The Monymusk Reliquary, or Breacbannoch of Columba
The Monymusk Reliquary, or Breacbannoch of Columba, is now
in the Museum of Scotland. Probably dating from the 8th century,
it was brought from Iona to Pictland and housed a relic of the
island's founder Saint Columba.

It is mentioned in 12th century charters at Forglen near Turriff,
where it was kept on behalf of the Monastery of Abirbrothock
(Arbroath) with permission from William the Lion, King of
Scotland granted in a Deed dated between 1178-1214 held in
Arbroath Charter Chest.
It remained in the custodianship of Forglen until the early 16th century when Forglen and the House of
Monymusk were in Forbes hands; with transfer of ownership from Sir William Forbes, Bart. to Lord Cullen
(Senator of the College of Justice, Sir Francis Grant of Cullen) in 1712, the shrine became part of the Grant
collection. It was bought for the Nation in 1933.
Breac-bannoch in Gaelic means the 'speckled peaked one' describing the Reliquary's Pictish decoration
punched into silver panels which form a background of zoomorphic figures into which have been set bronze
round, square and bird-beak shaped clasps. This 'speckling' is typical of monastic/Pictish decorative work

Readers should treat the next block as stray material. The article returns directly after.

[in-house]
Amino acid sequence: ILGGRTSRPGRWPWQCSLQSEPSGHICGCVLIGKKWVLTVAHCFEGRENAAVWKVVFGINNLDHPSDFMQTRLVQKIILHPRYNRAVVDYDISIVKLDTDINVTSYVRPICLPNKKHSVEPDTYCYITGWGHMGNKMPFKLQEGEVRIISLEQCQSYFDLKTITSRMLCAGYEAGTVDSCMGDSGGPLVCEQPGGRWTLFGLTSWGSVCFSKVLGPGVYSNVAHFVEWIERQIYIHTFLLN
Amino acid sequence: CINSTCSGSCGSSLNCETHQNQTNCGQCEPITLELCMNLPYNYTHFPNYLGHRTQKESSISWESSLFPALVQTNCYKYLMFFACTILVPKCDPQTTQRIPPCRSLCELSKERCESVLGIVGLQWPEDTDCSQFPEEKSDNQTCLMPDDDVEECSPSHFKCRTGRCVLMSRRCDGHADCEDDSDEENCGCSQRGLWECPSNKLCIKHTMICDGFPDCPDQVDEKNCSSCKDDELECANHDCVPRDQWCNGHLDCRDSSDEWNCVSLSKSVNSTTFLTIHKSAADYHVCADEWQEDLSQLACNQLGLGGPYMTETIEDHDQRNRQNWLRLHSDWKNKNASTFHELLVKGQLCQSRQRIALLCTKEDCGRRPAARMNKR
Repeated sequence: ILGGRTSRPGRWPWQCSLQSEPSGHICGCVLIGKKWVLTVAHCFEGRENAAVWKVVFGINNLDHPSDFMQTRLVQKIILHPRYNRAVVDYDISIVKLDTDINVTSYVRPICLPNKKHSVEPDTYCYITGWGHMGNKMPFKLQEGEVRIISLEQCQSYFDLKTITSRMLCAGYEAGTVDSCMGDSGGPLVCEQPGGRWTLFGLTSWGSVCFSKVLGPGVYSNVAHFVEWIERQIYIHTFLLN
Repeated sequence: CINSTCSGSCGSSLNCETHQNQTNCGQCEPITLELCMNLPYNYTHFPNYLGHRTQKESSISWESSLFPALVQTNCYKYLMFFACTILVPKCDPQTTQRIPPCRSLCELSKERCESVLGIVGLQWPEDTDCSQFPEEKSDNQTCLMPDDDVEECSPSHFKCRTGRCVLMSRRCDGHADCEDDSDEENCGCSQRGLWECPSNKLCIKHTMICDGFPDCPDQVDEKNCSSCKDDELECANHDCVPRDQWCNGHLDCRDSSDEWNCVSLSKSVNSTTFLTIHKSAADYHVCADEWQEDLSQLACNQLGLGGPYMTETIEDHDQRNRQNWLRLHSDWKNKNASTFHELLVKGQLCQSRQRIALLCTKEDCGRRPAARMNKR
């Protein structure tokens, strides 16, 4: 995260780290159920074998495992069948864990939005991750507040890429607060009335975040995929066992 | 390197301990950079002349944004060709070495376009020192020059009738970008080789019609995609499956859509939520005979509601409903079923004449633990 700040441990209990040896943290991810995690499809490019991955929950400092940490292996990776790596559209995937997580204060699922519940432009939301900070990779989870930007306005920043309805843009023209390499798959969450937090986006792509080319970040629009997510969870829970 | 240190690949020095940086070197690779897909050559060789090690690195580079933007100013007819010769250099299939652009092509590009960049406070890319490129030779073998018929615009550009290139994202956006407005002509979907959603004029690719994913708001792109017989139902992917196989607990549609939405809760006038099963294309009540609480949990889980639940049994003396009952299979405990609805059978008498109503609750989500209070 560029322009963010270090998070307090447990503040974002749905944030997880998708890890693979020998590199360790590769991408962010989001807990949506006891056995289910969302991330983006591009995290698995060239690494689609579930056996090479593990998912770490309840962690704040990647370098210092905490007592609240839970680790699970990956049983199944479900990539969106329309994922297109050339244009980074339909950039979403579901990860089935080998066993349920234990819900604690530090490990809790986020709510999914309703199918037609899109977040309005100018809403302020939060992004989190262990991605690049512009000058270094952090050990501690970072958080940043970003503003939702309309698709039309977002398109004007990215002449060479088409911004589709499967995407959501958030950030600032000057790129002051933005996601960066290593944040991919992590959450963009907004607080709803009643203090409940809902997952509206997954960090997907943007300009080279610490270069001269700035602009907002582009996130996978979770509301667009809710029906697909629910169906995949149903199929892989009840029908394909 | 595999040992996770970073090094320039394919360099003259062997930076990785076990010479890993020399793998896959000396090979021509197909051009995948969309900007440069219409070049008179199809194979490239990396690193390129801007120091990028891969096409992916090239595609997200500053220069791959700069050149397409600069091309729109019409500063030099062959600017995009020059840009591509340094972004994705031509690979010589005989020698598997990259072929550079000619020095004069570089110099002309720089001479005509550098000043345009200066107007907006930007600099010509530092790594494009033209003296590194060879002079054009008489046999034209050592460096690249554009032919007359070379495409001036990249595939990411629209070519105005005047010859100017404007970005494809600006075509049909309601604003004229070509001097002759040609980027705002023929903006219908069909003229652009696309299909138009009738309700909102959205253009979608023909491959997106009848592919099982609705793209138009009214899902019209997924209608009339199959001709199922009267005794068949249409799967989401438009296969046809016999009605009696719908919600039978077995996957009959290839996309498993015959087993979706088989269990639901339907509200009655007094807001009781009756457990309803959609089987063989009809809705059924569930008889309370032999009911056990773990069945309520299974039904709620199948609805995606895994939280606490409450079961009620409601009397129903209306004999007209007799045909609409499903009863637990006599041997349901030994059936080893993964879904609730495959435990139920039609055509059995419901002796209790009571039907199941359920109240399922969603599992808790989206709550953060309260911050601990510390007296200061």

found in 8th century jewellery, ritual ornament and religious scrollwork. The original silver coating of the tiny
wooden casket was gilded and its raised bronze mounts set with enamel and lapis lazuli. It is smaller than a
man's hand, carved out of a single piece of wood: 4-1/4 inches long by 2-1/8 inches in height to the opening
of the lid, by 2 inches deep. The ark-shaped lid is trapezoid, 1-3/4 inches high by 2-1/2 inches along the
ridge, its gable ends forming equilateral triangles of 1-3/4 inches per side.
Its miniature scale (above illustration is approximately life-size) made it a portable shrine worn round the
neck, usually by a guardian monk. Its association with Columba, the warrior saint, was believed to transmit
the same potency in battle and the shrine was paraded before the Scots army prior to the Battle of
Bannockburn, 1314. It is not unique in its use as a battle standard: both the relics (bone) and the crosier -
baculum - of a saint were considered potent in vanquishing the enemy. It may be for this very reason that the
Scots Chronicles record first king of both Picts and Scots, Cinaed (Kenneth) mac Alpin, sometime before
AD849 transporting relics of Columba from Iona to a religious foundation in Dunkeld near his recently
conquered palace at Forteviot, former capital of the Pictish Kingdom. This may have been an effort on his
part to display power through the saint and he may have taken over the foundation at Dunkeld because it was
previously a powerful ecclesiastical centre founded by the long-reigning and well-loved Pictish king,
Constantine [Custantin], who died AD820, 20 years before the macAlpin takeover see Dupplin page.
The house-shape of such reliquaries seems to have influenced later medieval 'sacrament houses' built into
pre-Reformation churches in Scotland to keep holy vessels used in the sacrament.
© 1999-2000 Marian Youngblood
Also found at Monymusk is the unusual Pictish Cross Slab
contact Friends Of Grampian Stones by e-mail
©1998-2004 Friends of Grampian Stones - Editor: Marian Youngblood